Close Looking and Conviction

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Rose, Sam 

This essay offers theoretical and practical reflections on the operations involved in description and interpretation based on close looking. Explanations are given of the necessary appeal to contexts of origin or reception in order to disambiguate works of art, the widespread though rarely acknowledged reliance on an attenuated form of intention, and the way in practice that contexts are mobilized in the description or ‘redescription’ of works of art. Wider points made concern scepticism about the idea that works of art might determine their own interpretation (including problems with claims made as part of the phenomenological turn in image studies for the priority of direct or unmediated responses to works of art), the quasi-allegorical nature of even ostensibly object-centred interpretation, and consequences of the fact that modernism can function as a kind of context.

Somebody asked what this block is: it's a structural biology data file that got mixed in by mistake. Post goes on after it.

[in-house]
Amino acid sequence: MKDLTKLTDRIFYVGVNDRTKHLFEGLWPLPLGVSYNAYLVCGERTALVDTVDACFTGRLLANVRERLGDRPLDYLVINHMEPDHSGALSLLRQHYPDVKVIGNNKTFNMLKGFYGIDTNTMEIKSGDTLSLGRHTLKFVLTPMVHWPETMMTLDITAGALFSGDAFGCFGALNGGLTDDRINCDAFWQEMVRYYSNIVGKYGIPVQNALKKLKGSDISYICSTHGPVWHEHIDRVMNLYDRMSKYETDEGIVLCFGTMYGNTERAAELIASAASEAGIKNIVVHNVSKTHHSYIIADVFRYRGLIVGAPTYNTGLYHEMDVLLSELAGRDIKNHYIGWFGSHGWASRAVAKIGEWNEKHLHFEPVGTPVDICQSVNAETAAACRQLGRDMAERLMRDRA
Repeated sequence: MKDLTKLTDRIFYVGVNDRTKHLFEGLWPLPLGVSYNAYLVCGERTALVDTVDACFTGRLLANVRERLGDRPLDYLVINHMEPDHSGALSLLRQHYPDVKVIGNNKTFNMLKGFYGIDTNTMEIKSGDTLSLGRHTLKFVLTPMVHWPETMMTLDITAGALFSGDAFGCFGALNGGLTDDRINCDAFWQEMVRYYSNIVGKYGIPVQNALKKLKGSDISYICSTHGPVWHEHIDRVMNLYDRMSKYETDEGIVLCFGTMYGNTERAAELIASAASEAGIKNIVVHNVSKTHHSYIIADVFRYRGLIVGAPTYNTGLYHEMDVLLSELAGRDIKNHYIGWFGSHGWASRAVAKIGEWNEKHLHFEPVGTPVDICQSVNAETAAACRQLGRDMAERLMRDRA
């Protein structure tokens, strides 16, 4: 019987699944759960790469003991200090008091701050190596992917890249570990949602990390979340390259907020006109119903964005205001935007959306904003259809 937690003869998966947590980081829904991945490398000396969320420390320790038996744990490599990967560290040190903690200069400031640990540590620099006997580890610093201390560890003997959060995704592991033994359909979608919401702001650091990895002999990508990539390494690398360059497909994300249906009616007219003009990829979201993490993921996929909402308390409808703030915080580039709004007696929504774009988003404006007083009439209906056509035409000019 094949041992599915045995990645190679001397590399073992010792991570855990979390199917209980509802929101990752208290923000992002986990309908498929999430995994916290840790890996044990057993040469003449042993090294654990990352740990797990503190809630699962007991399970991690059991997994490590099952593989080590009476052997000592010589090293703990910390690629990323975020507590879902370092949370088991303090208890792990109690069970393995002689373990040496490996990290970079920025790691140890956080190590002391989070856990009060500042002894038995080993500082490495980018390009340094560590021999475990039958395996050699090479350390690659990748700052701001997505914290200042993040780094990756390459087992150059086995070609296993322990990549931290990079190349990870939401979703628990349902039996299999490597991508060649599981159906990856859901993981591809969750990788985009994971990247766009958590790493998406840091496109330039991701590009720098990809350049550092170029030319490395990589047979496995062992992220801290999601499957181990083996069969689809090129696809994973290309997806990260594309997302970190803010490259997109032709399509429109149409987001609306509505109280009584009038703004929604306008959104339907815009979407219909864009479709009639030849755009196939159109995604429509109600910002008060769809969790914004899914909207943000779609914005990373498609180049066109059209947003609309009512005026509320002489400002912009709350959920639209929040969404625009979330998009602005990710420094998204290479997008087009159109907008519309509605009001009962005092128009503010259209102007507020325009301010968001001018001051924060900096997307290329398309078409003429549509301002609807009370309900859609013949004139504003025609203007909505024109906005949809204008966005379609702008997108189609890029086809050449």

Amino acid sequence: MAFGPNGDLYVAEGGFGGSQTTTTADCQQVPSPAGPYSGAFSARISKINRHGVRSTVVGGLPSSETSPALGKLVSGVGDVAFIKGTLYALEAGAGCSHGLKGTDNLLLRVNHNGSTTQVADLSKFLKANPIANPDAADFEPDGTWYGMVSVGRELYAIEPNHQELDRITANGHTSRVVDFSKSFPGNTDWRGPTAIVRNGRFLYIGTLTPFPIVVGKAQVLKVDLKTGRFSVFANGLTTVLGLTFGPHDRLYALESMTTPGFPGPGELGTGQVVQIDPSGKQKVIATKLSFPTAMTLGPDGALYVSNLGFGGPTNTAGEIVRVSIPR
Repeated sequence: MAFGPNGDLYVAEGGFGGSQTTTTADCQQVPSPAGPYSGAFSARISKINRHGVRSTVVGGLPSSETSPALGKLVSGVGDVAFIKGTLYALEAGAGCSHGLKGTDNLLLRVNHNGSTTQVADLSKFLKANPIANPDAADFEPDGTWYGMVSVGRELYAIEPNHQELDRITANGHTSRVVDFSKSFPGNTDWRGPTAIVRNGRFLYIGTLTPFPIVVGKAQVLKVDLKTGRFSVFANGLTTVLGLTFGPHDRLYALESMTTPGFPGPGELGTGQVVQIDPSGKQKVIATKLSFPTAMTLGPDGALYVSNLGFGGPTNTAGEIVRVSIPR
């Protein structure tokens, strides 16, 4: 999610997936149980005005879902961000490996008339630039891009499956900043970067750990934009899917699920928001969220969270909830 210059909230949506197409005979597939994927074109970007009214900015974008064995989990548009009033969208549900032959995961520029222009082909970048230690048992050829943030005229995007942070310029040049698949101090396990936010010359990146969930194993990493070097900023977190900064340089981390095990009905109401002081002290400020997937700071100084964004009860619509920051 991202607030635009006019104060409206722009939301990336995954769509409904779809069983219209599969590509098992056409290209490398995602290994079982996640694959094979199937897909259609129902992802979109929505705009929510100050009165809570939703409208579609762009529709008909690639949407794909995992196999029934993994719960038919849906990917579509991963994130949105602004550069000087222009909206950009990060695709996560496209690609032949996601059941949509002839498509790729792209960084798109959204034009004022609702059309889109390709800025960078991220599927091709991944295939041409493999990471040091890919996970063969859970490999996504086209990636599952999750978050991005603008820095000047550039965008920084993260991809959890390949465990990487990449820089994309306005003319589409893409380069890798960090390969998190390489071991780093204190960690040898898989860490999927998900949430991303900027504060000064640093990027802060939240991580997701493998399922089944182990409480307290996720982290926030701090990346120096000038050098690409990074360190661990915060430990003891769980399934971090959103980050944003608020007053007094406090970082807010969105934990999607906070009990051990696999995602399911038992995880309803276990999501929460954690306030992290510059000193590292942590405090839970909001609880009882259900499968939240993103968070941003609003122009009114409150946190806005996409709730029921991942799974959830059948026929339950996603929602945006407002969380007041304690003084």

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3601 Art History, Theory and Criticism, 36 Creative Arts and Writing
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Art History
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Oxford University Press (OUP)
Research for this article was supported by the Arts and Humanities Research Council; The Courtauld Institute of Art; and Peterhouse, Cambridge.